How to avoid those annoying golf injuries

Published 9:30 am Monday, July 5, 2010

Though golf is not a contact sport many injuries do occur on the greens. Golfers are perfectionists looking for the perfect swing so they can have their Jack Nicklaus moment. The fact of the matter is that golf is usually done in an imperfect way. Most of us have some sort of swing flaw. While we are trying to have the ideal grip, club head speed, hip rotation, weight transfer, etc., we are engaging our body in an awkward dance. These swing flaws put unnecessary stress on our bodies.

The most commonly injured area of any golfer is their lower back, followed by the elbow (which we commonly call golfer’s elbow). Over the course of 18 holes these injuries can worsen and lead to further problems. Knowing when to step off the course may be the difference in being able to “walk off” the problem or having to seek further care.

Proper warm-up followed by golf-related stretches can help prevent some of these problems. A good warm-up routine can consist of many different activities. A brisk walk for about five to 10 minutes is a good way to get started. The main point of a warm-up is to get your blood flowing so your muscles have access to more oxygen.

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Simple stretching techniques can help keep the muscles from tightening up. Start by slowly bending forward while keeping your knees slightly bent. Hold this stretch for about 20 to 30 seconds. You also can widen your stance and repeat. This will help stretch the lower back along with the hamstrings. Some other stretches, called ballistic stretches, can also be helpful. These are stretches done with movement.

One of these include taking your golf club and putting it on your shoulders with your arms resting on top of it. Then slowly rotate side to side. You can also add a twisting motion with this to stretch even more muscles.

Another stretch is one that can be done right before you tee off. It is called the backswing stretch. First, extend the left arm out in front of you (if you are a right-handed golfer). Then take both hands and place on top of the club. Drop the upper body down against club to feel a stretch in your left shoulder. Hold this for at least 15 seconds, repeat once more, then do the opposite arm for your follow-through side.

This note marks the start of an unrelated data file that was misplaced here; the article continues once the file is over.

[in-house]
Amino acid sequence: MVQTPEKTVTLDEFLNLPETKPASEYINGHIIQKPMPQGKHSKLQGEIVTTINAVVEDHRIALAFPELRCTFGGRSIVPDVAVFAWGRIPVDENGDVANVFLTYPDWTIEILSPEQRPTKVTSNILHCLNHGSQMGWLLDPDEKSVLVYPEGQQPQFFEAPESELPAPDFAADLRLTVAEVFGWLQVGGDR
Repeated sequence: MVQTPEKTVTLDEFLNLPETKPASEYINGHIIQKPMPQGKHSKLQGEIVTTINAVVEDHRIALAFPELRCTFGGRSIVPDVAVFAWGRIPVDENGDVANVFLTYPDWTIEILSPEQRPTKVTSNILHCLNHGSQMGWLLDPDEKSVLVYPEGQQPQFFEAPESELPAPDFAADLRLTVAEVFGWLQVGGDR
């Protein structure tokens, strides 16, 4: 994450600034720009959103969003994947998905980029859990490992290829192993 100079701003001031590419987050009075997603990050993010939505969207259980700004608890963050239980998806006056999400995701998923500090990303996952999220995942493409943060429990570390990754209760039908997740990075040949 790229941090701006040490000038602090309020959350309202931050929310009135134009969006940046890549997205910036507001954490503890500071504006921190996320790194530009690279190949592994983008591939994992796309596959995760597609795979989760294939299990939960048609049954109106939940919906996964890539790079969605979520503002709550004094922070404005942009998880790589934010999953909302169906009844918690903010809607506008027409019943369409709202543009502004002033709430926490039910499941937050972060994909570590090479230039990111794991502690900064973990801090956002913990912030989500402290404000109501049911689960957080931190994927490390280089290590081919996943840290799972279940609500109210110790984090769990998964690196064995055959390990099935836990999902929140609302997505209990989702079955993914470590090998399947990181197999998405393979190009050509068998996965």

If you’re halfway through your round and you begin to feel some tension building up in your lower back, take a seat. With your body remaining upright, take your left arm and place it behind you. This will cause your body to rotate. Use your right arm to put pressure up against your left leg which will create torque. Hold each stretch again for about 20 to 30 seconds. Rinse and repeat for the other side.

If you are feeling some pressure in your elbow, take your hands and put your palms together like a prayer gesture. Make sure you keep your elbows as close to 90 degrees to your wrists as possible. You should feel a stretch along the inner part of your forearm. Place the back sides of your hands together and repeat the same stretch. This will stretch the back of your forearms. Again, hold each stretch for about 20 to 30 seconds.

There are two categories that most golf injuries fall into. Acute injuries or very recent injuries, which may have occurred earlier that round while stepping in a gopher hole or while creating a divot. The more common type of injury is a chronic injury. These have occurred over years, usually as a result of muscle, tendon and ligament fatigue. This fatigue occurs when overall conditioning wanes or simply tires during a round. Once a condition has become chronic, the longer it is going to take to correct.

To fully treat these types of injuries and also to prevent recurrence it may require a comprehensive program that can include chiropractic, massage therapy, physiotherapy and/or acupuncture. To make sure you are properly strengthened, a course of physical therapy followed by proper strength training can be used. Also, a good swing coach can help you to adjust your swing movement, which may have been at the root of the problem. A properly tailored fitness program can go far in reducing the chance of recurrence of golf related injury.

Dr. Jeff Eaton practices chiropractic medicine at Eaton Sport and Spine Clinic.